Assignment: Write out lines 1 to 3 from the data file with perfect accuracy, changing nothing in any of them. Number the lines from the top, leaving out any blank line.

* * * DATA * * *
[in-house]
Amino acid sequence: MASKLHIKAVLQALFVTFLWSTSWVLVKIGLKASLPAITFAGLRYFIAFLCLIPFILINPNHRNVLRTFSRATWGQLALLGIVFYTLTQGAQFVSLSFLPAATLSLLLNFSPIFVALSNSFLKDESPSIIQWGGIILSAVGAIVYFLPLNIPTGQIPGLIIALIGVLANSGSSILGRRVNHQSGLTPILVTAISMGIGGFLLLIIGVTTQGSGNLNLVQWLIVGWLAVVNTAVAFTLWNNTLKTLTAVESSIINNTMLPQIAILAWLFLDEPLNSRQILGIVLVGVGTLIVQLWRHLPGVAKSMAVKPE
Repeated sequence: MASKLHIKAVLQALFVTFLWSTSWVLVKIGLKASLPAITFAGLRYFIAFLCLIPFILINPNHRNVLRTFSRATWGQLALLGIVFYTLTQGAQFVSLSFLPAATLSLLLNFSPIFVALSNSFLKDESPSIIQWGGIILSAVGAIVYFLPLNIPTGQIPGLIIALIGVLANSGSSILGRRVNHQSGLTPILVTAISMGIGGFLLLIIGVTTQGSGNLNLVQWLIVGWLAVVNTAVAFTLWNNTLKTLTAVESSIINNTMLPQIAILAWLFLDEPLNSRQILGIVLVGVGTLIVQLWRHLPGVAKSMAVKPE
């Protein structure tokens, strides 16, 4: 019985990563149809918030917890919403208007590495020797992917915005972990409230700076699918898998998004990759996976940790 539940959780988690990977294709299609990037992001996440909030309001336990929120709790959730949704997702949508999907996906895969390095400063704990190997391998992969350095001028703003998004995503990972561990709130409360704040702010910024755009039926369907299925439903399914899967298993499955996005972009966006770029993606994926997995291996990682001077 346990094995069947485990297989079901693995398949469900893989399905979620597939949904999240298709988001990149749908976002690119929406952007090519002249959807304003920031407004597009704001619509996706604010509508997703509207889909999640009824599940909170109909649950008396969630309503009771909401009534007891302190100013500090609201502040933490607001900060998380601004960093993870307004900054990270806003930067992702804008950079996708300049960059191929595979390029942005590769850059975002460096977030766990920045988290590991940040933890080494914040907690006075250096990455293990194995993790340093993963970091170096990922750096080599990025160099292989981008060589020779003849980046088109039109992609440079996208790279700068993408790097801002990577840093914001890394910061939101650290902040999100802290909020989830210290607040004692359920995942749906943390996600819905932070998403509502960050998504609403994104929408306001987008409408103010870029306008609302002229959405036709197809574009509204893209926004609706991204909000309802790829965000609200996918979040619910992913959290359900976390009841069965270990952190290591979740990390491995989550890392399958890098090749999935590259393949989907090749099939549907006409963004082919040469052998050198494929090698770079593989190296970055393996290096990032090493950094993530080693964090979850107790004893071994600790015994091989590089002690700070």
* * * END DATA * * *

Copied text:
[in-house]
Amino acid sequence: MASKLHIKAVLQALFVTFLWSTSWVLVKIGLKASLPAITFAGLRYFIAFLCLIPFILINPNHRNVLRTFSRATWGQLALLGIVFYTLTQGAQFVSLSFLPAATLSLLLNFSPIFVALSNSFLKDESPSIIQWGGIILSAVGAIVYFLPLNIPTGQIPGLIIALIGVLANSGSSILGRRVNHQSGLTPILVTAISMGIGGFLLLIIGVTTQGSGNLNLVQWLIVGWLAVVNTAVAFTLWNNTLKTLTAVESSIINNTMLPQIAILAWLFLDEPLNSRQILGIVLVGVGTLIVQLWRHLPGVAKSMAVKPE
Repeated sequence: MASKLHIKAVLQALFVTFLWSTSWVLVKIGLKASLPAITFAGLRYFIAFLCLIPFILINPNHRNVLRTFSRATWGQLALLGIVFYTLTQGAQFVSLSFLPAATLSLLLNFSPIFVALSNSFLKDESPSIIQWGGIILSAVGAIVYFLPLNIPTGQIPGLIIALIGVLANSGSSILGRRVNHQSGLTPILVTAISMGIGGFLLLIIGVTTQGSGNLNLVQWLIVGWLAVVNTAVAFTLWNNTLKTLTAVESSIINNTMLPQIAILAWLFLDEPLNSRQILGIVLVGVGTLIVQLWRHLPGVAKSMAVKPE